German has the wonderful word Schmuggelware. This means “contraband”. Literally, “smuggle-ware”; what better describes smuggled wares than the word “smuggle-ware”? I mean, what a wonderful, self-explaining Germanic compound if ever there was one! Ever since I came across the word Schmuggelware, I have loan translated it into English as smuggle-ware (with or without the dash) whenever I have needed to use the word “contraband”.
Smuggle-ware is therefore an example of what I call a “smuggle-word“! A “smuggle-word” is literally an Anglish/true Saxon English word, often made-up and non-extant, which I attempt to smuggle into the English language. In other words, I use the word and hope that noone notices that I have used a non-standard or non-extant word(!) Smuggle-words are characterised by seeming very English, almost as if they have been in use all along.
As I say, smuggle-ware is a great example of a smuggle-word. Others that I use are shadow-outline, forelast (“penultimate”), and self-standing. Indeed, my try at Anglish, call it “Project Wrixlings” if you will, is characterised by using Saxon English words and phrases that already exist — and where they don’t exist, they are so natural, often implied, that they seem like they really ought to exist.
Smuggle-words can also include words that are no longer in use, such as deadhouse (mortuary). A word such as “ghostfire”, one suggestion for a true Saxon alternative to the Greek “electricity”, would not be a “smuggle-word” as I cannot see how one would be able to smuggle that into one’s English.
So smuggling words into English, hidden in plain sight amongst normal (perhaps even highly Greco-Latinised) English, is another great tool to spread true, Saxon, homeborn English.
© 2016 Bryan A. J. Parry
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[…] in to conversations, too. Whilst “pintle” and “pizzle” cannot be classed as smuggle-words, they never-the-less do seem to be understood within context without folk piping up. Probably […]
[…] talking about Anglish words, but almost no time talking about spellings. The why is that I try to smuggle Anglish in. Non-standard spellings, however, draw attention to themselves. Therefore, I have only […]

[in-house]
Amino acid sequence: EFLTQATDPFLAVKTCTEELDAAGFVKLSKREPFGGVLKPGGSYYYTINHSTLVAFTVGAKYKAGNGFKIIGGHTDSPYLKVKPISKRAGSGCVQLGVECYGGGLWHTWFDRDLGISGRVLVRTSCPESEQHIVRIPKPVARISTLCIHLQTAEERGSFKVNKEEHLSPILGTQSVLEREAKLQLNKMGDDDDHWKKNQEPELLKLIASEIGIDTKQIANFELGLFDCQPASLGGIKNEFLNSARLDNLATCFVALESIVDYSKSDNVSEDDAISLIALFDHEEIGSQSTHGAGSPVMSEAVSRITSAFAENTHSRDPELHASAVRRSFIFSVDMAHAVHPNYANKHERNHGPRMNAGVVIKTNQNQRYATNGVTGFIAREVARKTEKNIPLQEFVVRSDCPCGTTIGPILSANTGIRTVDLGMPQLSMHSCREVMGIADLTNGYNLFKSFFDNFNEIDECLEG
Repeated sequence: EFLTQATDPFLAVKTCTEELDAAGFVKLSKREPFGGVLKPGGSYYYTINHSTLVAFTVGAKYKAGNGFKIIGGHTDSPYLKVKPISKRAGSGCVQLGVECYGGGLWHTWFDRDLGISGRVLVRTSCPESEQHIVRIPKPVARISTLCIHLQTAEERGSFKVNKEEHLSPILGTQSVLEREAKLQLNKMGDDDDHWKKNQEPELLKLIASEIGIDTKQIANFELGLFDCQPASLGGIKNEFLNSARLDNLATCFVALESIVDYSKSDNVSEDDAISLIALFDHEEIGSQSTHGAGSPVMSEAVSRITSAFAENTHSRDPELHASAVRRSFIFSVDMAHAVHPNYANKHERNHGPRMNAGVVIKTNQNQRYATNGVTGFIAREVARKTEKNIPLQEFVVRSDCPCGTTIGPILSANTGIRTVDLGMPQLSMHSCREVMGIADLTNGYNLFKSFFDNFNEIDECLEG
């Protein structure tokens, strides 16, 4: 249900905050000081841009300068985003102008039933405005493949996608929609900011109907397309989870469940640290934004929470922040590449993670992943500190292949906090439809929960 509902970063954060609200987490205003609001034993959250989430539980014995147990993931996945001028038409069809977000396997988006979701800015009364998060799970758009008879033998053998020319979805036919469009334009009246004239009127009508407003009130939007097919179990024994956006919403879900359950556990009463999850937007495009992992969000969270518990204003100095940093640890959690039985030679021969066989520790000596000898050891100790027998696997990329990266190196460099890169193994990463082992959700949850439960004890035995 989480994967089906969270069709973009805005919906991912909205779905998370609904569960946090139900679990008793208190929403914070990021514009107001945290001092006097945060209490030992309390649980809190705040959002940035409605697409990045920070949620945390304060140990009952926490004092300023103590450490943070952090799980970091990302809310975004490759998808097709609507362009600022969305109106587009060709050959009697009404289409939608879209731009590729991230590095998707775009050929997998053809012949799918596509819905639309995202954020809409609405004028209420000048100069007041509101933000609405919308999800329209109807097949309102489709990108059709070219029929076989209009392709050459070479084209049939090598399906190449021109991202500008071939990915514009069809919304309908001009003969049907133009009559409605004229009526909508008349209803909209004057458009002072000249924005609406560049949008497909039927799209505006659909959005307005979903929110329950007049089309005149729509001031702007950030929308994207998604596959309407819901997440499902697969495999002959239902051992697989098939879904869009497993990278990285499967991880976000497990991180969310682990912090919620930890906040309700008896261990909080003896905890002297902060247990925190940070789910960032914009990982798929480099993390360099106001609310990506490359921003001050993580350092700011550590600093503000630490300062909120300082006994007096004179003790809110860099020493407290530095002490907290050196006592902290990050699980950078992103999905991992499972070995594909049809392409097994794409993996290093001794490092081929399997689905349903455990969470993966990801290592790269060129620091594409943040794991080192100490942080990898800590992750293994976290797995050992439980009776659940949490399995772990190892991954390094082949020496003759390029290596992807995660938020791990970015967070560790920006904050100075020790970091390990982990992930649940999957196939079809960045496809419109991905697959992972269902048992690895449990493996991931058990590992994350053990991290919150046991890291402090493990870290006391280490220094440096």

“Ghostfire” instead of “electricity”???? This is a joke, right? I’m a non-native speaker, so I don’t have “the feeling of the language, as one of our English teachers kept repeating to us, but, please, do explain, what would an English person understand by reading the word “ghostfire”? Is this a fire produced by a ghost? Is it a fire which is a ghost itself? Is it a fire as elusive as a ghost? Is it a fire that appears at midnight in a rainy winter night? I don’t intend to insult you, I can even relate to your fervent desire to see your language purged of unnecessary linguistic loanwords, but some things border on ridiculousness.
As a general note: You do realize you’re fighting a lost battle, don’t you? I mean the whole thing is fine as an academic debate or exercise, but even you cannot really believe that people will ever replace “electricity” with “ghostfire” or “telephone” with what? … “farvoice”? Πάν μέτρον άριστον, φίλε.
Fighting a losing battle is the noblest thing of all! 😉 “Ghostfire” feels like fire which is somehow spectral. Thank you for your words!
[…] works wood, but with the craft-like connotations. Woodworker is a nice formation; indeed, I try to smuggle this word into everyday talk. Woodcrafter or woodcraftsman work, too, altho I feel not as well. Workwood, […]